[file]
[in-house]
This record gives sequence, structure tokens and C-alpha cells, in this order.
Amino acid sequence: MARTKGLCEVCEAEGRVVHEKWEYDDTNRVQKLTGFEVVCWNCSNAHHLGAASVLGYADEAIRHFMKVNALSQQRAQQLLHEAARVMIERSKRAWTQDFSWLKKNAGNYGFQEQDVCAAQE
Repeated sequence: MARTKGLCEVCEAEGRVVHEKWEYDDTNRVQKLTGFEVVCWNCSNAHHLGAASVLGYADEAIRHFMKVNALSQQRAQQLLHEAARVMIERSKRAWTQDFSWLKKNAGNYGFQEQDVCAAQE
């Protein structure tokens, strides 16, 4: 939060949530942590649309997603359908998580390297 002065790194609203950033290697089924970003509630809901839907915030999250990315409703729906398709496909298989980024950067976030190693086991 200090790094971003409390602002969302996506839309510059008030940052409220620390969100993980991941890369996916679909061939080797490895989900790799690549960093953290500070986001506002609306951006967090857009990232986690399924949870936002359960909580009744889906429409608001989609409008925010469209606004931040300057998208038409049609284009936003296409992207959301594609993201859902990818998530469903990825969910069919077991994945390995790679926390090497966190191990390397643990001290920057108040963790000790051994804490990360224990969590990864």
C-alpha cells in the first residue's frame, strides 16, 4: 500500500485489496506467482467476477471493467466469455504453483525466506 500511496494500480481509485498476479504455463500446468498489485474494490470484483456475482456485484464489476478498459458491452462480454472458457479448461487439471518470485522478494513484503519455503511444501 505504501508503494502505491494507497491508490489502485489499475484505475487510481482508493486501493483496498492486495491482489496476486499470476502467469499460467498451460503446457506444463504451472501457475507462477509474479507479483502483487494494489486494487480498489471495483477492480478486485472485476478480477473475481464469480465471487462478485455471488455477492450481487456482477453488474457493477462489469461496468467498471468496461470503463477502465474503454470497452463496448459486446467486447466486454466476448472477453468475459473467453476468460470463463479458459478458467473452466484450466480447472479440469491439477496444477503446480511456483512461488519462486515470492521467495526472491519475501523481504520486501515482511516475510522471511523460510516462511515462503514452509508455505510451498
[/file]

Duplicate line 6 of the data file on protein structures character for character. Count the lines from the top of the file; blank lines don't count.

C-alpha cells in the first residue's frame, strides 16, 4: 500500500485489496506467482467476477471493467466469455504453483525466506 500511496494500480481509485498476479504455463500446468498489485474494490470484483456475482456485484464489476478498459458491452462480454472458457479448461487439471518470485522478494513484503519455503511444501 505504501508503494502505491494507497491508490489502485489499475484505475487510481482508493486501493483496498492486495491482489496476486499470476502467469499460467498451460503446457506444463504451472501457475507462477509474479507479483502483487494494489486494487480498489471495483477492480478486485472485476478480477473475481464469480465471487462478485455471488455477492450481487456482477453488474457493477462489469461496468467498471468496461470503463477502465474503454470497452463496448459486446467486447466486454466476448472477453468475459473467453476468460470463463479458459478458467473452466484450466480447472479440469491439477496444477503446480511456483512461488519462486515470492521467495526472491519475501523481504520486501515482511516475510522471511523460510516462511515462503514452509508455505510451498